What You Can’t Deduct

You aren’t allowed to deduct the cost of improvements made to the property. For example, if you have a working lamppost light, you can’t deduct the cost of buying a new one just because it will make the curb appeal nicer. You can only take that deduction if the previous light was non-working. Any kind of “betterment” to the property should be recovered in a different tax category called depreciation, which is discussed further on.

4. Travel to Visit Your Rental Property

You’re allowed to deduct the cost of your travel to check on your rental property periodically. This is an attractive tax deduction if your rental property is in a gorgeous tourist area such as Belize. Say you live in Texas, but you have full or a fractional share of a property in Belize. You can deduct the travel cost of your airfare to and from your property. You can also deduct necessary ground transportation costs, such as shuttles, taxis, and car rentals. You can deduct the cost of the hotel during your stay. To legally take travel deductions, the primary purpose of the trip must be to collect rent, manage, conserve or maintain your rental property. The purpose cannot be to improve the property. You can deduct up to 50% of meal expense from your trip.

What You Can’t Deduct

You can’t deduct associated expenses with your trip that are unrelated to your rental property, such as leisure activities. You can’t deduct the travel expenses or any portion of meal expenses of your family or friends unless they are materially involved in the allowable activities stated above. You can’t deduct meal

5. Depreciation

Depreciation is arguably the most powerful landlord tax deduction. There are multiple things that can be listed as a tax deduction under depreciation such as the value of the property, the value of materials used to improve the property, and the value of equipment used to maintain or manage the property, such as computers. The depreciation deduction must be spread out over two or more years and is a complicated formula. For that reason, using a tax advisor to calculate the depreciation deduction is recommended.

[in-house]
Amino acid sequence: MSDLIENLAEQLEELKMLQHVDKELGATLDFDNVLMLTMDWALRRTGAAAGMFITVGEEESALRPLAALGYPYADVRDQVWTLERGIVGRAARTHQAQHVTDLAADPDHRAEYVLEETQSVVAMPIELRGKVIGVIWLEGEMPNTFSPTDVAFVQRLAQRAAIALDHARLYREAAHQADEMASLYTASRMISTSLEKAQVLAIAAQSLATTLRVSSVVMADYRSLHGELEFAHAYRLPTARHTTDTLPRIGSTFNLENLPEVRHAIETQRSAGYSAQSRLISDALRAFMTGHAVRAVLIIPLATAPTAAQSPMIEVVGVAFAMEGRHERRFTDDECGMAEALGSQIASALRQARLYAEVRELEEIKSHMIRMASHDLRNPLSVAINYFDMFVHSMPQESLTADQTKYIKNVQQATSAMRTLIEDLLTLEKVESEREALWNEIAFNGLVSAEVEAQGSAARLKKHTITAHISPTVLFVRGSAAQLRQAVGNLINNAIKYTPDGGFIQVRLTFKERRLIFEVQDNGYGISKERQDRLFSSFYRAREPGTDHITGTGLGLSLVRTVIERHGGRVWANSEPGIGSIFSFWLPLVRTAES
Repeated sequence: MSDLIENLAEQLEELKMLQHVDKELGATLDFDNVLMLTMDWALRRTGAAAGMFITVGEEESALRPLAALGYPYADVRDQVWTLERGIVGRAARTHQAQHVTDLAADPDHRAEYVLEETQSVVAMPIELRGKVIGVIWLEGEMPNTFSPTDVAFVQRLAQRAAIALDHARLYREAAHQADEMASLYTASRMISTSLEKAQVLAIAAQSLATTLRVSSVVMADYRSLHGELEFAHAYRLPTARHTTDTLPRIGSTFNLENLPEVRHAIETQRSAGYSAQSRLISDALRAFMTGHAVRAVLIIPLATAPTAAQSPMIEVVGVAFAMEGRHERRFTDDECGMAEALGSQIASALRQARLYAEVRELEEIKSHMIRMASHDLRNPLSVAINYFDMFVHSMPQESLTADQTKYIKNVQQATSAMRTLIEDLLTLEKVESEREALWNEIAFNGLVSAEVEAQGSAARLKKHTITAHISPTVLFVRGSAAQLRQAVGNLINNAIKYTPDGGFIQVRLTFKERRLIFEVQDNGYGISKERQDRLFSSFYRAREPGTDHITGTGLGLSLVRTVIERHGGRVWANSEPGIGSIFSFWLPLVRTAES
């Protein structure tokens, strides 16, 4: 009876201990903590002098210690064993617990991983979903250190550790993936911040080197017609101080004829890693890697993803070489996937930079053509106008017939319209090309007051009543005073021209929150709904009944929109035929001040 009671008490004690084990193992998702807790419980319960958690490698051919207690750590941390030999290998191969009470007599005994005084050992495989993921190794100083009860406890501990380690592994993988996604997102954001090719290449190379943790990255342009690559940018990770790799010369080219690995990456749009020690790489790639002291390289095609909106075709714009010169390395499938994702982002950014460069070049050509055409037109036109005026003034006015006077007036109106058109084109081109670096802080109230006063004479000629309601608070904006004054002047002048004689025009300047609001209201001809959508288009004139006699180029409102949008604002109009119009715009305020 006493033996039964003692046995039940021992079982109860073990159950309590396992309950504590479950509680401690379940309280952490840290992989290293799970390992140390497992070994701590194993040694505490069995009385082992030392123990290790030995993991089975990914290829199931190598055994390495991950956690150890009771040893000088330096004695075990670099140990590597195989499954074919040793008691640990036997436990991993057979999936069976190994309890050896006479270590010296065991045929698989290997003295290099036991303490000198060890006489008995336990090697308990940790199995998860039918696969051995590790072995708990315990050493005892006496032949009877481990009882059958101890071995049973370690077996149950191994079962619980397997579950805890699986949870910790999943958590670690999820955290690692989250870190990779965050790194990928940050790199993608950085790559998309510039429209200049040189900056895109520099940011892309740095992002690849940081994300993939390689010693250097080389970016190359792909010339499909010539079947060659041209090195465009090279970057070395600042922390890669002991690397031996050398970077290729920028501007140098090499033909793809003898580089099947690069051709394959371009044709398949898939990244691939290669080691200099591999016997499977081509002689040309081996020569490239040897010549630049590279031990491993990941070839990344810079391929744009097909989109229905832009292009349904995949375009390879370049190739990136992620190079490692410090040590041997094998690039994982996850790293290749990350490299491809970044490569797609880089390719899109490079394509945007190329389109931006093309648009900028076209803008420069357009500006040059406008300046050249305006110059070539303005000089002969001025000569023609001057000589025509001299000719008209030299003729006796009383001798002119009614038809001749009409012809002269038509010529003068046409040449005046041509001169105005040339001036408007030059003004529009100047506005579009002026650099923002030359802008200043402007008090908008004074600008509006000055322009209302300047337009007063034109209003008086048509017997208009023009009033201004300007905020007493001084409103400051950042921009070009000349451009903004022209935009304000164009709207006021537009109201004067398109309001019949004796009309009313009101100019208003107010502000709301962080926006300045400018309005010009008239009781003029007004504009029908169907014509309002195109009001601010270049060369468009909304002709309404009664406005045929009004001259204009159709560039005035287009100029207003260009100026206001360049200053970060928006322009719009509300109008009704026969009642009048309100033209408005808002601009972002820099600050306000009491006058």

What You Can’t Deduct

You can’t deduct the depreciation of the land that the rental property is on. You can’t deduct the value of materials that you procured for free. For example, if you took old kitchen countertops from your primary residence and re-used them in your rental property, those countertops would not be a legal deduction.

6. Marketing and Advertising

It was mentioned above that advertising fliers are tax deductible, but it’s worth mentioning that any marketing or advertising costs are a legal landlord tax deduction. For example, if you wanted to build a website to advertise your various properties for rent, you could deduct every expense related to that including the design, build, hosting and content expenses. You can deduct radio ads, online ads, and newspaper and magazine ads.

What You Can’t Deduct

If you use certain software, such as Photoshop, to work up your marketing materials but you also use it for entertainment or leisure purposes, you can’t legally claim 100% of that software expense. If your advertisement contains a reference to anything other than your rental property, only a portion of that expense would be deductible.

As you can see, there are many tax deductions you can take as a landlord. These deductions are valuable for offsetting other income you make, such as from your regular job. One caveat to keep in mind is that you should enlist the assistance of a tax professional to ensure that you properly record your deductions on your return. Accurate and consistent recordkeeping is also vital in staying on the right side of the taxman. Finally, always be honest about your deductions. There are plenty of ways to save on your taxes by taking legal deductions. Any small change you might save by unfairly taking a deduction isn’t worth the trouble.

If you’re interested in testing the waters of being a landlord in the U.S. or beautiful Belize, please contact American Real Estate Investments today.